Pros and cons: This is the only test where the doctor can see the entire colon and find and remove polyps or abnormal tissue, all in one procedure. Leddin says it is the only test appropriate for people who are at high risk. But with this procedure, there is a one-in-1,000 risk of perforating the bowel. The test can be more difficult for older people and those with diverticular disease, an inflammation in the colon.
Flexible Sigmoidoscopy. The “flex sig” is similar to the colonoscopy, except the tube is shorter and goes only about half as far, into the lower part of the colon. Usually there is no sedation, and you just have to use a mild laxative or enema before the test.
Pros and cons: Polyps and abnormal tissue can be removed from the lower colon during the procedure. The risk of perforation is less than with a colonoscopy, says Leddin, but the test cannot detect polyps or tumors higher up in the colon.
Double-Contrast Barium Enema. You have a series of X-rays to provide views of the entire colon. A radiology technician performs the test, which includes inserting liquid barium and air through a tube in the rectum. The barium mixture makes the colon walls visible. You do not need sedation, but before the test, you have to clean out the colon, similar to preparation for a colonoscopy.
Pros and cons: Leddin says the test is “pretty good” at detecting polyps and cancer. But it is not possible to remove polyps, tumours or abnormal-looking tissue during the procedure. If any are found, you will need a flexible sigmoidoscopy or colonoscopy.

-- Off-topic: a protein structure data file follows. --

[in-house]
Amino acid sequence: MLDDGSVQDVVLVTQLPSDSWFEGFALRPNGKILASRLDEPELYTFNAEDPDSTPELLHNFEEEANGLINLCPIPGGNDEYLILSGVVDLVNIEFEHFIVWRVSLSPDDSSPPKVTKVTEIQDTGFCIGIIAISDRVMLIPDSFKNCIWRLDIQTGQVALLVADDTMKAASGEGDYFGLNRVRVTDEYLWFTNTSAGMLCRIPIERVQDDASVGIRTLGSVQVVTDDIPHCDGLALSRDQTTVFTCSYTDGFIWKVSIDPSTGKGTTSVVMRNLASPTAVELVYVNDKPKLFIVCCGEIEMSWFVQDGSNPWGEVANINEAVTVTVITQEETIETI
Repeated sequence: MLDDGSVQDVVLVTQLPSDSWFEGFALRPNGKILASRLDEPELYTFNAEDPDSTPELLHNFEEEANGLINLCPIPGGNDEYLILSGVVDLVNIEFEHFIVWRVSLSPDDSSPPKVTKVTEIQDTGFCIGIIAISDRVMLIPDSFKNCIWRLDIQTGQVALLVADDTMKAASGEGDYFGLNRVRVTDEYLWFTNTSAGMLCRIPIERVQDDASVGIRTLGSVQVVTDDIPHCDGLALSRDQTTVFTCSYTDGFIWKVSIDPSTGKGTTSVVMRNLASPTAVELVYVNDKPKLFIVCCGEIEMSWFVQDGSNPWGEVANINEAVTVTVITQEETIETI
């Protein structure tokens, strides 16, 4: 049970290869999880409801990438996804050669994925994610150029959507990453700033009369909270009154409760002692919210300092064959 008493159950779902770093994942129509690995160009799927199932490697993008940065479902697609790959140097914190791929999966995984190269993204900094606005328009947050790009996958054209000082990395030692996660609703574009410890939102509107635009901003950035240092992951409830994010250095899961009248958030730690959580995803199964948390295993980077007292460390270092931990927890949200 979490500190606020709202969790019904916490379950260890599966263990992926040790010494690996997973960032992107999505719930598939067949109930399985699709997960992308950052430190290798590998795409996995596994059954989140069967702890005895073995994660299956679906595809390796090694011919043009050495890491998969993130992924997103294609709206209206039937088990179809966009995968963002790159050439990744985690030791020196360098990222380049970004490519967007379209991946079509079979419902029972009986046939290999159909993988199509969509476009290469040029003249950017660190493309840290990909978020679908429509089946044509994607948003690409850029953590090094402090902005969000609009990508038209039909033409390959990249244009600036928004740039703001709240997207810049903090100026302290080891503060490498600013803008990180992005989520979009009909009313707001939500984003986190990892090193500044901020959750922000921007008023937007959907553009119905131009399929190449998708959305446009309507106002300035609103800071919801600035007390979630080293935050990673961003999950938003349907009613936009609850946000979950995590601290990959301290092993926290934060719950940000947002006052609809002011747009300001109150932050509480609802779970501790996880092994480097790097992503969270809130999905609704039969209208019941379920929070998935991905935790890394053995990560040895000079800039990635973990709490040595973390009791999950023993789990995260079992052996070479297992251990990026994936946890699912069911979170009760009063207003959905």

In addition to these four screening methods, there is an important exam that your family doctor can do during your regular checkup: a digital rectal examination, inserting a gloved finger into the rectum to feel for abnormalities. Stein says it should not be considered a substitute for other screening, but it can be used in conjunction with other tests. “Having a digital rectal exam is important because there are many rectal cancers.”
The Future of Testing
“The new kid on the block is virtual colonoscopy using a CT scan,” says Leddin. Instead of inserting a tube into the colon, the procedure uses a computerized tomography (CT) scan to produce 3-D images of the colon and detect polyps or tumours. Leddin adds, “The advantage is it can be done by a technician. There is no risk of a perforating tear in the bowel.”
You still have to clean out your colon and, although the test does not require sedation, it can be uncomfortable. If polyps or other abnormalities show up, a colonoscopy is needed to remove them. Although the new test is not widely available for screening in Canada yet, Leddin says, “I think, in future, screening will be done on a mixture of occult blood and virtual colonoscopy, and the real colonoscopy will be largely reserved for people who have abnormalities either on the blood testing or the CT scan.”